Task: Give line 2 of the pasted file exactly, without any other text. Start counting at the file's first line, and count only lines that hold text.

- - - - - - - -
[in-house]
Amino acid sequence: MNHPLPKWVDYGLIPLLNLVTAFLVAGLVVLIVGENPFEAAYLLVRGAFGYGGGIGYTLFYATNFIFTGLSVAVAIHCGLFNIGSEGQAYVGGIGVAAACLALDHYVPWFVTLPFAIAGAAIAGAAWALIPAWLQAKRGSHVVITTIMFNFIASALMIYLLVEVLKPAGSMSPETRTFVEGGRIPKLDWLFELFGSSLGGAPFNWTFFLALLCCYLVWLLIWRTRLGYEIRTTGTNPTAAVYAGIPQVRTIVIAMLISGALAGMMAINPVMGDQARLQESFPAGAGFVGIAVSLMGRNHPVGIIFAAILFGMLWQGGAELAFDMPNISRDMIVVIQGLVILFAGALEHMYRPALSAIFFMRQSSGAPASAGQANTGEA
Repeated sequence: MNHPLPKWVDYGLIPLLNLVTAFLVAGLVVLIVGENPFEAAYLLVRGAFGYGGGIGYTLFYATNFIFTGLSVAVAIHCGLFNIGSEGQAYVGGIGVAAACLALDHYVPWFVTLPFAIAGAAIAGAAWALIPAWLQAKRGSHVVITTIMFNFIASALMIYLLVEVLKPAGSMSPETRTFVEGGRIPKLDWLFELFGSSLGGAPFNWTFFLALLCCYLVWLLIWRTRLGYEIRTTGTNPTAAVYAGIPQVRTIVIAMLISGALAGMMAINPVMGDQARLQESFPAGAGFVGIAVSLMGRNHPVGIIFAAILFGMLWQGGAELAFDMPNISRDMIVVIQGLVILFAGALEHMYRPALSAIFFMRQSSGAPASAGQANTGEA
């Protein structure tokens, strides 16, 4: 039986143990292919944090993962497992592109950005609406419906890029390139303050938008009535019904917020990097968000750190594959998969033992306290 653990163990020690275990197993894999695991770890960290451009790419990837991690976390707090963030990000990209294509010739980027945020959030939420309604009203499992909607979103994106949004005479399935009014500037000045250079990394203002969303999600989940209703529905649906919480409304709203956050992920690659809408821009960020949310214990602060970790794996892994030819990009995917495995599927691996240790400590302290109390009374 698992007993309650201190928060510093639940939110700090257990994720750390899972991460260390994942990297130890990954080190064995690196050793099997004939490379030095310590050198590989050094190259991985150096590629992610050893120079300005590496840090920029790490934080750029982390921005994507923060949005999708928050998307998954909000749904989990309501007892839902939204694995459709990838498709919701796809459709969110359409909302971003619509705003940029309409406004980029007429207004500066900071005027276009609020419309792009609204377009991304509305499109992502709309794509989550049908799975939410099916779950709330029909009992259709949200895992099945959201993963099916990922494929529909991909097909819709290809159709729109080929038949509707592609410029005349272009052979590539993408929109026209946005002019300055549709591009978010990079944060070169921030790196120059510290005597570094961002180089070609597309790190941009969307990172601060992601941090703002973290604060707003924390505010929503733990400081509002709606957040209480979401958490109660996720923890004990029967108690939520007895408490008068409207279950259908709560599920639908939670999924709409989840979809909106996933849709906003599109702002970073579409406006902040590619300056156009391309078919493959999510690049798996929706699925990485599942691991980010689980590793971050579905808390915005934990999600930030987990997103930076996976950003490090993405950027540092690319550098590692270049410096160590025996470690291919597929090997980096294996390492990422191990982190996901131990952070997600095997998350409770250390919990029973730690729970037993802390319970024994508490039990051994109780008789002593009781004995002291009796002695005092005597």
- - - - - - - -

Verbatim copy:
Amino acid sequence: MNHPLPKWVDYGLIPLLNLVTAFLVAGLVVLIVGENPFEAAYLLVRGAFGYGGGIGYTLFYATNFIFTGLSVAVAIHCGLFNIGSEGQAYVGGIGVAAACLALDHYVPWFVTLPFAIAGAAIAGAAWALIPAWLQAKRGSHVVITTIMFNFIASALMIYLLVEVLKPAGSMSPETRTFVEGGRIPKLDWLFELFGSSLGGAPFNWTFFLALLCCYLVWLLIWRTRLGYEIRTTGTNPTAAVYAGIPQVRTIVIAMLISGALAGMMAINPVMGDQARLQESFPAGAGFVGIAVSLMGRNHPVGIIFAAILFGMLWQGGAELAFDMPNISRDMIVVIQGLVILFAGALEHMYRPALSAIFFMRQSSGAPASAGQANTGEA